VB Atlantic Park unveils an updated look as development moves forward despite delays

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VIRGINIA BEACH, Va. (WAVY) — Developers behind efforts to bring a wave pool-anchored entertainment district to the oceanfront on Friday revealed updated renders of what the final product will look like.

Virginia Beach-based Venture Realty Group released two images. One shows a view of the complex as it would appear if you were looking west from where Pacific Avenue meets 19th Street. The other gives a closer look at the venue, aptly named “The Dome”.

The entire complex will stretch between 18th and 20th Streets and between Pacific and Baltic Avenues, a portion of land where the Virginia Beach “Dome” occupied 36 years prior to 1994.

It’s the largest public-private partnership ever attempted by the city, and it keeps moving forward, although a binding agreement can now be legally terminated.

A rendering on July 29, 2022 showed what Atlantic Park will look like in Virginia Beach at 19th St. and Pacific Ave. (Courtesy: Venture Realty Group)

The binding agreement between the city and the development team — which includes the Virginia Beach native alongside Venture Pharrell Williams — was approved at the end of 2019.

The massive Wave Garden surf park is set to be the main draw, but plans also include an indoor-outdoor entertainment venue for nearly 6,000 people, retail, restaurants, office space, and residential units.

However, not a single piece of dirt was moved on the main campus as the project fell victim to supply chain and inflation.

A rendering revealed on July 29, 2022 what the Atlantic Park entertainment venue will look like in Virginia Beach. It will be near where Artic Ave currently meets 20th St. (Courtesy: Venture Realty Group)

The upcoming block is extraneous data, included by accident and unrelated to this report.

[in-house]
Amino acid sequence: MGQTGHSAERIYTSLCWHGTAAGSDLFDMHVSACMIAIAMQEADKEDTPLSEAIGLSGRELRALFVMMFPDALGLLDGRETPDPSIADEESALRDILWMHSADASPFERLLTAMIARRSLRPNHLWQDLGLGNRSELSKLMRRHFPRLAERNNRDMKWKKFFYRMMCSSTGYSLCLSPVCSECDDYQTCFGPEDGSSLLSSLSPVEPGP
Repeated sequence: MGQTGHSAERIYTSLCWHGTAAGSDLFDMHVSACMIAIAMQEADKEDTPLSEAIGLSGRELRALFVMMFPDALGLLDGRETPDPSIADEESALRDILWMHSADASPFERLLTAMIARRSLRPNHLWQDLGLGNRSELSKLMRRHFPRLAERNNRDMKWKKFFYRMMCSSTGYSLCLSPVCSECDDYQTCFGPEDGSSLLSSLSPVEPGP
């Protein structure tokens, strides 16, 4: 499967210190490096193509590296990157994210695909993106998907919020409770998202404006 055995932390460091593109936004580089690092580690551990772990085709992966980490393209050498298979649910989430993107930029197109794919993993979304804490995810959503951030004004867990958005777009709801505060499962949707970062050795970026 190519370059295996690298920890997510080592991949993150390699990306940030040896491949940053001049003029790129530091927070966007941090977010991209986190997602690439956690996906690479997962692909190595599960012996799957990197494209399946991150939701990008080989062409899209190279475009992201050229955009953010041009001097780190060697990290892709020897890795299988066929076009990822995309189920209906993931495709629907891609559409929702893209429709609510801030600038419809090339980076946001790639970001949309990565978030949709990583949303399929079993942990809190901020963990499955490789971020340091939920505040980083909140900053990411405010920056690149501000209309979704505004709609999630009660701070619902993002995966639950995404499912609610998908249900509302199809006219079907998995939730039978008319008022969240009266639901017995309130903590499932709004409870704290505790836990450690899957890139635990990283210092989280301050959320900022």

Total cost estimates have increased by approximately $20 million over three years, with total development now estimated at $350 million. Taxpayers would fund about $110 million of the deal and pay for entertainment venues, parking garages and streetscape improvements operated by Oak View Group.

Last November, the city extended the commitment date for developers outside of funding by five months: from December 31, 2021 to June 1 of this year. Closing of the home loan has been extended to December 31st.

The June 1 deadline was missed, giving the Virginia Beach Development Authority — the owner of the property — the right under the development agreement to exit the deal if it so chooses.

However, this was never suggested.

“The June 1 date was simply a waypoint established in our negotiations,” said Tiffany Russell, a spokeswoman for the City of Virginia Beach. “Our ongoing partnership allows for great progress – we are on track to complete the pre-development phase in the near future and our development partner is close to finalizing the construction documentation.”

On Friday, Donna MacMillan-Whitaker, Venture Realty’s founder and managing partner, said they still “anticipate closing this fall.” A possible groundbreaking could take place before the end of the year.

Mayor Bobby Dyer said he doesn’t think the public-private partnership is in danger of failing The proposed oceanfront arena did this a few years earlier.

In this case, The project fell apart when the city claimed the developer hadn’t completed its loan at the 11th hour, after several similar extensions of the funding period.

But unlike the arena, which was a one-dimensional complex, Atlantic Park is a mixed-use entity. A stage 2 promises experience trading.

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